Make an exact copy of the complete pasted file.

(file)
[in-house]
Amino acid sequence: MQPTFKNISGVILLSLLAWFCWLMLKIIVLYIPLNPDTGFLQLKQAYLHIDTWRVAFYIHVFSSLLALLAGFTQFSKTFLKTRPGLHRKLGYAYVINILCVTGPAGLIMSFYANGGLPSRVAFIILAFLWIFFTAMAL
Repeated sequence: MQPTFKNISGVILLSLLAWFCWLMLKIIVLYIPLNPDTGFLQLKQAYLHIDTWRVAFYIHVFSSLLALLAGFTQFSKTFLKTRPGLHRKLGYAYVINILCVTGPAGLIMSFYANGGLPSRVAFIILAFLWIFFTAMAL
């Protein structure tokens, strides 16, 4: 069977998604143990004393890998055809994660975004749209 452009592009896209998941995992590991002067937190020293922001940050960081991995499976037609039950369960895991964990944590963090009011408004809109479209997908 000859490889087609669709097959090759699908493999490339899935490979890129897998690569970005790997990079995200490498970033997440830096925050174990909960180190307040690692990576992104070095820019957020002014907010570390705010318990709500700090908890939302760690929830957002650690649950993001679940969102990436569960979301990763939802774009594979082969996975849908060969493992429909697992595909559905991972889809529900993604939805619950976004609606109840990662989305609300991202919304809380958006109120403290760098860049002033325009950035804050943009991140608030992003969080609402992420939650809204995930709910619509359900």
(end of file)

[in-house]
Amino acid sequence: MQPTFKNISGVILLSLLAWFCWLMLKIIVLYIPLNPDTGFLQLKQAYLHIDTWRVAFYIHVFSSLLALLAGFTQFSKTFLKTRPGLHRKLGYAYVINILCVTGPAGLIMSFYANGGLPSRVAFIILAFLWIFFTAMAL
Repeated sequence: MQPTFKNISGVILLSLLAWFCWLMLKIIVLYIPLNPDTGFLQLKQAYLHIDTWRVAFYIHVFSSLLALLAGFTQFSKTFLKTRPGLHRKLGYAYVINILCVTGPAGLIMSFYANGGLPSRVAFIILAFLWIFFTAMAL
């Protein structure tokens, strides 16, 4: 069977998604143990004393890998055809994660975004749209 452009592009896209998941995992590991002067937190020293922001940050960081991995499976037609039950369960895991964990944590963090009011408004809109479209997908 000859490889087609669709097959090759699908493999490339899935490979890129897998690569970005790997990079995200490498970033997440830096925050174990909960180190307040690692990576992104070095820019957020002014907010570390705010318990709500700090908890939302760690929830957002650690649950993001679940969102990436569960979301990763939802774009594979082969996975849908060969493992429909697992595909559905991972889809529900993604939805619950976004609606109840990662989305609300991202919304809380958006109120403290760098860049002033325009950035804050943009991140608030992003969080609402992420939650809204995930709910619509359900």